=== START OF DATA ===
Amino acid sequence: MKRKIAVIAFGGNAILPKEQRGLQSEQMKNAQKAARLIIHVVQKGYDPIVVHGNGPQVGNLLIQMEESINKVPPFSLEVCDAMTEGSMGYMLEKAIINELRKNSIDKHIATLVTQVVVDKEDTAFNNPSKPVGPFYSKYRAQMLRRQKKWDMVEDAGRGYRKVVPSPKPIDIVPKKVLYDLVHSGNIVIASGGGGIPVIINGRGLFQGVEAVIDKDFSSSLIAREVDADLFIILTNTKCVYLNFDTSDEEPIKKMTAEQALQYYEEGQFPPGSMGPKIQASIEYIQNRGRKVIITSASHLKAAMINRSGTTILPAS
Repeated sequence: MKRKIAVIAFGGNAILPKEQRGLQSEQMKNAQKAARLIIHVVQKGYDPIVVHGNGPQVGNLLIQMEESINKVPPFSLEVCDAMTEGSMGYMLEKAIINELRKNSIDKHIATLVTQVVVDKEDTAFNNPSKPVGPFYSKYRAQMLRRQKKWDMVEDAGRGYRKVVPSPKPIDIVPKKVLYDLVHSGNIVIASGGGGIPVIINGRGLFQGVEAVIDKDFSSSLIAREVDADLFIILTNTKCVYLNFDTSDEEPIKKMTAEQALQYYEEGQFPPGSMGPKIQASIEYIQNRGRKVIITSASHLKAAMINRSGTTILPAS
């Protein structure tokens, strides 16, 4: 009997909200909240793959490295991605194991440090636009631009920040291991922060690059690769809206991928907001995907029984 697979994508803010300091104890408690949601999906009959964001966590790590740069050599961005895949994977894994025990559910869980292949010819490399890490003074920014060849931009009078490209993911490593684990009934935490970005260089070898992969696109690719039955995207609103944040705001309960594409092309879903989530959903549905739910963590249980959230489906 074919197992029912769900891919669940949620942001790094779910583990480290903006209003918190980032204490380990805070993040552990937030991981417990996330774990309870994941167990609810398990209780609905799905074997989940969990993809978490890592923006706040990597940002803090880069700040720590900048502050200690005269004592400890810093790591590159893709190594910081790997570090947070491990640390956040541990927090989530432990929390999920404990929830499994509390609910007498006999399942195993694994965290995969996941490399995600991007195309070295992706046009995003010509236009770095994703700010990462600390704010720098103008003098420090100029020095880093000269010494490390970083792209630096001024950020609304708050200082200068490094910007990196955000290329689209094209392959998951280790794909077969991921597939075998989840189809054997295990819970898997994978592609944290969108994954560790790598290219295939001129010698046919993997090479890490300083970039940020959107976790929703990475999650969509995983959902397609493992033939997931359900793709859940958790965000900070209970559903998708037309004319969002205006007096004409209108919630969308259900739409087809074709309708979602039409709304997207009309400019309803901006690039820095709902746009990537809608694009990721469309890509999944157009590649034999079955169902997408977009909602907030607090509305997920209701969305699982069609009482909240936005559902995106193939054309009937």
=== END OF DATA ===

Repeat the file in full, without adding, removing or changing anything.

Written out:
Amino acid sequence: MKRKIAVIAFGGNAILPKEQRGLQSEQMKNAQKAARLIIHVVQKGYDPIVVHGNGPQVGNLLIQMEESINKVPPFSLEVCDAMTEGSMGYMLEKAIINELRKNSIDKHIATLVTQVVVDKEDTAFNNPSKPVGPFYSKYRAQMLRRQKKWDMVEDAGRGYRKVVPSPKPIDIVPKKVLYDLVHSGNIVIASGGGGIPVIINGRGLFQGVEAVIDKDFSSSLIAREVDADLFIILTNTKCVYLNFDTSDEEPIKKMTAEQALQYYEEGQFPPGSMGPKIQASIEYIQNRGRKVIITSASHLKAAMINRSGTTILPAS
Repeated sequence: MKRKIAVIAFGGNAILPKEQRGLQSEQMKNAQKAARLIIHVVQKGYDPIVVHGNGPQVGNLLIQMEESINKVPPFSLEVCDAMTEGSMGYMLEKAIINELRKNSIDKHIATLVTQVVVDKEDTAFNNPSKPVGPFYSKYRAQMLRRQKKWDMVEDAGRGYRKVVPSPKPIDIVPKKVLYDLVHSGNIVIASGGGGIPVIINGRGLFQGVEAVIDKDFSSSLIAREVDADLFIILTNTKCVYLNFDTSDEEPIKKMTAEQALQYYEEGQFPPGSMGPKIQASIEYIQNRGRKVIITSASHLKAAMINRSGTTILPAS
């Protein structure tokens, strides 16, 4: 009997909200909240793959490295991605194991440090636009631009920040291991922060690059690769809206991928907001995907029984 697979994508803010300091104890408690949601999906009959964001966590790590740069050599961005895949994977894994025990559910869980292949010819490399890490003074920014060849931009009078490209993911490593684990009934935490970005260089070898992969696109690719039955995207609103944040705001309960594409092309879903989530959903549905739910963590249980959230489906 074919197992029912769900891919669940949620942001790094779910583990480290903006209003918190980032204490380990805070993040552990937030991981417990996330774990309870994941167990609810398990209780609905799905074997989940969990993809978490890592923006706040990597940002803090880069700040720590900048502050200690005269004592400890810093790591590159893709190594910081790997570090947070491990640390956040541990927090989530432990929390999920404990929830499994509390609910007498006999399942195993694994965290995969996941490399995600991007195309070295992706046009995003010509236009770095994703700010990462600390704010720098103008003098420090100029020095880093000269010494490390970083792209630096001024950020609304708050200082200068490094910007990196955000290329689209094209392959998951280790794909077969991921597939075998989840189809054997295990819970898997994978592609944290969108994954560790790598290219295939001129010698046919993997090479890490300083970039940020959107976790929703990475999650969509995983959902397609493992033939997931359900793709859940958790965000900070209970559903998708037309004319969002205006007096004409209108919630969308259900739409087809074709309708979602039409709304997207009309400019309803901006690039820095709902746009990537809608694009990721469309890509999944157009590649034999079955169902997408977009909602907030607090509305997920209701969305699982069609009482909240936005559902995106193939054309009937």